Expensive LNG bunkers yet to force gas-fired dry bulk ships to switch fuels: sources


The high LNG bunker prices have not forced LNG-dual fuel dry bulk ships to switch to the cheaper very low sulfur fuel oil, regardless of securing lower earnings currently from these vessels, shipping industry sources said March 11.

The Platts NMAX GT4 Index, a weighted average of time charter equivalent assessments (TCE) of four key routes by Newcastlemax-type ships burning LNG bunkers, had gone into a negative 44,928/d on March 7, according to data from S&P Global Commodity Insights. The delivered price of LNG bunkers in Singapore on the same day was $3,627.624/mt.

The NMAX GT4 Index has since increased to $26,305/d on March 11 following a 67.5% drop in LNG Bunker prices, which was assessed at $1,175.356/mt on March 11.

The TCEs, which reflect the earnings accrued, for Newcastlemax bulkers are assessed using the spot LNG bunker prices and dollar per ton voyage freight rates assessed by Platts on the same day.

The LNG-dual fuel Newcastlemax ships are typically 209,000 dwt-sized tonnage and carry about 20% more cargo than a standard Capesize vessel. Presently there are 20 LNG-powered Newcastlemaxes on order, according to shipping industry executives, with several shipowners telling S&P Global they are considering new orders for this class of LNG-fueled bulkers in future.

“The negative time charter returns are not going to affect anything for the ships that are in service,” a shipowner source said, adding that head owners, especially, were likely to be insulated from these hikes in energy prices.

According to the source, the short-term increase in energy prices were unlikely to affect longstanding investments in dual fuel ships. “The forward energy prices are indeed in backwardation and investments like these will still make sense,” the source said.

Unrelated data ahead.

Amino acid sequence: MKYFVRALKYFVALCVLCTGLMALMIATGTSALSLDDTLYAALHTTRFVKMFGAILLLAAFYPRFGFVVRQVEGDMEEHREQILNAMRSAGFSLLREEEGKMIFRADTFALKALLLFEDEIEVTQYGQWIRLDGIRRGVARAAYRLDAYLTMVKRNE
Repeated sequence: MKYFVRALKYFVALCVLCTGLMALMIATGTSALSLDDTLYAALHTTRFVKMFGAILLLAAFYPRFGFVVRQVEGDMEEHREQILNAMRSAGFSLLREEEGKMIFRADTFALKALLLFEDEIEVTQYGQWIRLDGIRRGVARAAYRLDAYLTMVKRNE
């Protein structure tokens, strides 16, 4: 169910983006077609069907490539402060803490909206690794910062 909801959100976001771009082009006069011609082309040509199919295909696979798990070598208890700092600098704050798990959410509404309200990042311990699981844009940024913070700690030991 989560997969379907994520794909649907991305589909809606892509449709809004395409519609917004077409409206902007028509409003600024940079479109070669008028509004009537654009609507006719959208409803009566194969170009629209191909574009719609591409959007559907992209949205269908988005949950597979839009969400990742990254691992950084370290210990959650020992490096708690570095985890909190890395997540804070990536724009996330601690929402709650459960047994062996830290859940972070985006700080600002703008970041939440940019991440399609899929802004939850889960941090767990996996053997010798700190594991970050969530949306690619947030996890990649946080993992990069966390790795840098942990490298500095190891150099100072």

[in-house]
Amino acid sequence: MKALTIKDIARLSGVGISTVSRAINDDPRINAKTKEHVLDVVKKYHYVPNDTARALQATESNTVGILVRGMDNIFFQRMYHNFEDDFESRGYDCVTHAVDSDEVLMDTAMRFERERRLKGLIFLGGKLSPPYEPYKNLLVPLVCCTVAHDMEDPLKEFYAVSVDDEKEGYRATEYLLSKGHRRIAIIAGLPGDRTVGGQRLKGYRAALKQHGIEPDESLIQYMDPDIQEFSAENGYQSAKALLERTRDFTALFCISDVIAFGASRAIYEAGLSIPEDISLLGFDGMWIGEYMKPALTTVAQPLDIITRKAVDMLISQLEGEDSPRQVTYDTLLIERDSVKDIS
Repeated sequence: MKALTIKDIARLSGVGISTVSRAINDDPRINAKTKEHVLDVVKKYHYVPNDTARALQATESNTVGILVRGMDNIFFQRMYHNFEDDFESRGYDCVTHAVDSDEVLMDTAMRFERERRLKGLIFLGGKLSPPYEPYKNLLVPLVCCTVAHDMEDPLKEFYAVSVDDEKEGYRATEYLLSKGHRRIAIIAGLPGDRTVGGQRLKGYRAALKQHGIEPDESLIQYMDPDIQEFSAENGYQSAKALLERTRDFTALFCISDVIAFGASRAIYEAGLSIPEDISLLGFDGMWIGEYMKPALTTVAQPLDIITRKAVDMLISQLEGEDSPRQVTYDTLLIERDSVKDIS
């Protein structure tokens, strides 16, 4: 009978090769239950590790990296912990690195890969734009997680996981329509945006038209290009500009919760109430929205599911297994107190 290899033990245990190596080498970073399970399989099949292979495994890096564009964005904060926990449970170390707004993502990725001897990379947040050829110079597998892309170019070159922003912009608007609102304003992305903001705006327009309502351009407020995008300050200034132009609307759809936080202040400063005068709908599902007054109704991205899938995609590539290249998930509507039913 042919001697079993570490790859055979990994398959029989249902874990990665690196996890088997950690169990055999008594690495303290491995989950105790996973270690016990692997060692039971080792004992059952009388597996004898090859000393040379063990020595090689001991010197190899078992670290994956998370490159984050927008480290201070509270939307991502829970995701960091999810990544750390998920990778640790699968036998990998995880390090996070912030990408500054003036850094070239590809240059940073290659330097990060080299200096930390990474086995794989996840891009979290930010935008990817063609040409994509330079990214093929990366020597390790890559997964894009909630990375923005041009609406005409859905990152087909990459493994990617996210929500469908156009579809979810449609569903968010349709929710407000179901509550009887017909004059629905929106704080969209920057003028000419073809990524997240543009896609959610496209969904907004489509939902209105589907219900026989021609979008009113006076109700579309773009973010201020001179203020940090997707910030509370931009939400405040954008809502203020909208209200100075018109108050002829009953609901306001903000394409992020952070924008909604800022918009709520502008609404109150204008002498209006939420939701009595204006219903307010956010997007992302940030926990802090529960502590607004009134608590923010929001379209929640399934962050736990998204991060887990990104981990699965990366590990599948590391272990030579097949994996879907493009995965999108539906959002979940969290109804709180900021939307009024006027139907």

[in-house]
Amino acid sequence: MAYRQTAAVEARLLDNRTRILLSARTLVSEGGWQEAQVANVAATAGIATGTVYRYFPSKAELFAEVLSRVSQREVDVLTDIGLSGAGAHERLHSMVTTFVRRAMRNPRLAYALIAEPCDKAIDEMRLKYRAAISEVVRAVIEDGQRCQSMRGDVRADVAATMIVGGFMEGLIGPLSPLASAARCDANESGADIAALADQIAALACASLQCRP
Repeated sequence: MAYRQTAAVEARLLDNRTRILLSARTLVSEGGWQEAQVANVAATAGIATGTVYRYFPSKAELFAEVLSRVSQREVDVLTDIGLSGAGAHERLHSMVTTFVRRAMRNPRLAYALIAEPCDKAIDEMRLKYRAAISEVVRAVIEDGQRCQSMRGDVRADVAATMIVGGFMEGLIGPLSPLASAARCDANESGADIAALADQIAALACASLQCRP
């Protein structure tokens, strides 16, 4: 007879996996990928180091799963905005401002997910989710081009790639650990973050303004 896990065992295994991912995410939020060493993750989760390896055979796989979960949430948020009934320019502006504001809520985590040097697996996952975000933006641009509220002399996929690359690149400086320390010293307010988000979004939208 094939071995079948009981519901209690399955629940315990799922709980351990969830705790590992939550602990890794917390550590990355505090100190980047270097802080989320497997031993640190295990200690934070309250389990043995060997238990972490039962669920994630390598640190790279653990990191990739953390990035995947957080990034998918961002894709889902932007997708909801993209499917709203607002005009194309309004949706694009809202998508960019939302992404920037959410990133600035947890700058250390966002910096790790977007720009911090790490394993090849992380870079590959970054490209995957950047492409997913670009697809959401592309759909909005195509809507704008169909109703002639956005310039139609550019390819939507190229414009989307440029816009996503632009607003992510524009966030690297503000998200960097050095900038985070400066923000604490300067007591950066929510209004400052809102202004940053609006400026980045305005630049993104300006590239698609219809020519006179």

There is a growing effort by the shipping industry to embrace alternative fuels to reduce greenhouse gas, or GHG, emissions and LNG bunkers is one of them.

According to a study commissioned by industry coalition SEA/LNG and the Society for Gas as a Marine Fuel (SGMF), using LNG as a marine fuel could help cut GHG emissions by 21% compared with oil-based marine fuels over the entire life cycle of a commodity cargo. The use of LNG curtails pollutants such as sulfur oxide (SOx), nitrogen oxide (NOx) and particulate matters.

As the LNG bunker prices were surging, there were talks of some LNG-dual fuel ships shifting to conventional fuels such as 0.5% marine fuel, also known as Very Low Sulfur Fuel Oil (VLSFO), and Low Sulfur Marine Gasoil (LSMGO).

Meanwhile, scrubber-fitted ships burning 3.5% sulfur fuel oil provide the highest time charter returns in the current fuel price environment, given the wide discount for the high sulfur grade fuel compared with VLSFO and LNG bunkers.

The Platts Capesize Scrubber Premium Index, which shows the premium a scrubber-fitted ship can earn on the day compared with vessels burning 0.5% sulfur bunker fuel, reached $9,643/d on March 9, the highest since Jan. 21, 2020, which was at $9,757/d.

Given the current spread between 0.5%S and 3.5%S fuel oil prices, scrubber-fitted ships are looking at the longest possible sea voyages that they can perform to maximize their earnings, a ship chartering source with a mining company said.

Source: Platts